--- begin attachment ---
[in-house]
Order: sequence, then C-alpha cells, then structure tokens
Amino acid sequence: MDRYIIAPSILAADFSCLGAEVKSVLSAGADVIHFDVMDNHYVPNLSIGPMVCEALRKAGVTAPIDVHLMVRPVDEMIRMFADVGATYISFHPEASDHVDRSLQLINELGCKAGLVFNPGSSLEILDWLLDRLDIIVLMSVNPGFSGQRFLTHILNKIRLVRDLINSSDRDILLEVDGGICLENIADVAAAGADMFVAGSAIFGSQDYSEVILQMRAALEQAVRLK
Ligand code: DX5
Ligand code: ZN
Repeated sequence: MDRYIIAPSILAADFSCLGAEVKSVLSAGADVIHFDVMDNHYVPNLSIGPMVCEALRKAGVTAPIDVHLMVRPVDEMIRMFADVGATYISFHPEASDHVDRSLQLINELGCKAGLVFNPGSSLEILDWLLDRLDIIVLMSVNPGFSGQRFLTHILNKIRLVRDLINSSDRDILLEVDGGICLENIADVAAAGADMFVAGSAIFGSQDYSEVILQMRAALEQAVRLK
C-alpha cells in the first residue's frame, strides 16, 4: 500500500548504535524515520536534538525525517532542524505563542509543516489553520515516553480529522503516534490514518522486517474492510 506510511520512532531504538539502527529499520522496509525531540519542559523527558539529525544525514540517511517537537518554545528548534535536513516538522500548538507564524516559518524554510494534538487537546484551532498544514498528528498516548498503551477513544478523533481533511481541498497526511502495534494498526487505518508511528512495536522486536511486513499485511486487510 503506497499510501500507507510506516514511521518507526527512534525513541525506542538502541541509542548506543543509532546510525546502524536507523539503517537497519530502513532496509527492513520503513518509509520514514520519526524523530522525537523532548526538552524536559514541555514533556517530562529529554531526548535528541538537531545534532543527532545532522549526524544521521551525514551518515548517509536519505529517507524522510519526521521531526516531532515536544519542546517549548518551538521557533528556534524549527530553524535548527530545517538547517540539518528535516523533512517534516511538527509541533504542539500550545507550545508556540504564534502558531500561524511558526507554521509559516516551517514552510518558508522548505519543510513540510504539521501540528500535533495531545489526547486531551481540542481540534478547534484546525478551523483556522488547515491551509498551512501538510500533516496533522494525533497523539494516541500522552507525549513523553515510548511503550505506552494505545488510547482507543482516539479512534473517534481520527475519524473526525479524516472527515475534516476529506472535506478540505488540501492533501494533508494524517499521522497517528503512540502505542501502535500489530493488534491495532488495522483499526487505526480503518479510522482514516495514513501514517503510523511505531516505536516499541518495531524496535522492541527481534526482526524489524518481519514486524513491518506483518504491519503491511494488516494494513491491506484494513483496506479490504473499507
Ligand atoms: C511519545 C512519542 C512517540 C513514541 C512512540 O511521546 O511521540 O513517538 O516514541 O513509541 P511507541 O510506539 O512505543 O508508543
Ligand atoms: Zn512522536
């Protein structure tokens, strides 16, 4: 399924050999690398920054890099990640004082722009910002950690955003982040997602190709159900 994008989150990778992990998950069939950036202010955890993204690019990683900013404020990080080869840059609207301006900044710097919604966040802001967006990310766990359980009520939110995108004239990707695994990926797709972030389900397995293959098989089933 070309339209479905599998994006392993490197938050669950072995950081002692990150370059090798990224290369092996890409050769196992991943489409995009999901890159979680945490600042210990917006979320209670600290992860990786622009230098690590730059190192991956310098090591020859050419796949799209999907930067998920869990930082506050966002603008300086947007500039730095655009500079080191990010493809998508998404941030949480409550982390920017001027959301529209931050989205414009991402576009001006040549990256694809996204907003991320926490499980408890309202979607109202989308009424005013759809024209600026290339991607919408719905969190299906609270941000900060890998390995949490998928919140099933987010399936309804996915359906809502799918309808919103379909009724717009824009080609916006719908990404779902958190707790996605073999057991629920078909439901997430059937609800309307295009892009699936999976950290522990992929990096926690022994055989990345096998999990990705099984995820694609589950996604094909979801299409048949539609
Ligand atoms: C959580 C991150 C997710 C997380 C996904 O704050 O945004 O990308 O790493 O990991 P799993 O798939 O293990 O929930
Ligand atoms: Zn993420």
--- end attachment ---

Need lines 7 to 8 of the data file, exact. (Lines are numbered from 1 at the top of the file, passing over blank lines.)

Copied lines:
C-alpha cells in the first residue's frame, strides 16, 4: 500500500548504535524515520536534538525525517532542524505563542509543516489553520515516553480529522503516534490514518522486517474492510 506510511520512532531504538539502527529499520522496509525531540519542559523527558539529525544525514540517511517537537518554545528548534535536513516538522500548538507564524516559518524554510494534538487537546484551532498544514498528528498516548498503551477513544478523533481533511481541498497526511502495534494498526487505518508511528512495536522486536511486513499485511486487510 503506497499510501500507507510506516514511521518507526527512534525513541525506542538502541541509542548506543543509532546510525546502524536507523539503517537497519530502513532496509527492513520503513518509509520514514520519526524523530522525537523532548526538552524536559514541555514533556517530562529529554531526548535528541538537531545534532543527532545532522549526524544521521551525514551518515548517509536519505529517507524522510519526521521531526516531532515536544519542546517549548518551538521557533528556534524549527530553524535548527530545517538547517540539518528535516523533512517534516511538527509541533504542539500550545507550545508556540504564534502558531500561524511558526507554521509559516516551517514552510518558508522548505519543510513540510504539521501540528500535533495531545489526547486531551481540542481540534478547534484546525478551523483556522488547515491551509498551512501538510500533516496533522494525533497523539494516541500522552507525549513523553515510548511503550505506552494505545488510547482507543482516539479512534473517534481520527475519524473526525479524516472527515475534516476529506472535506478540505488540501492533501494533508494524517499521522497517528503512540502505542501502535500489530493488534491495532488495522483499526487505526480503518479510522482514516495514513501514517503510523511505531516505536516499541518495531524496535522492541527481534526482526524489524518481519514486524513491518506483518504491519503491511494488516494494513491491506484494513483496506479490504473499507
Ligand atoms: C511519545 C512519542 C512517540 C513514541 C512512540 O511521546 O511521540 O513517538 O516514541 O513509541 P511507541 O510506539 O512505543 O508508543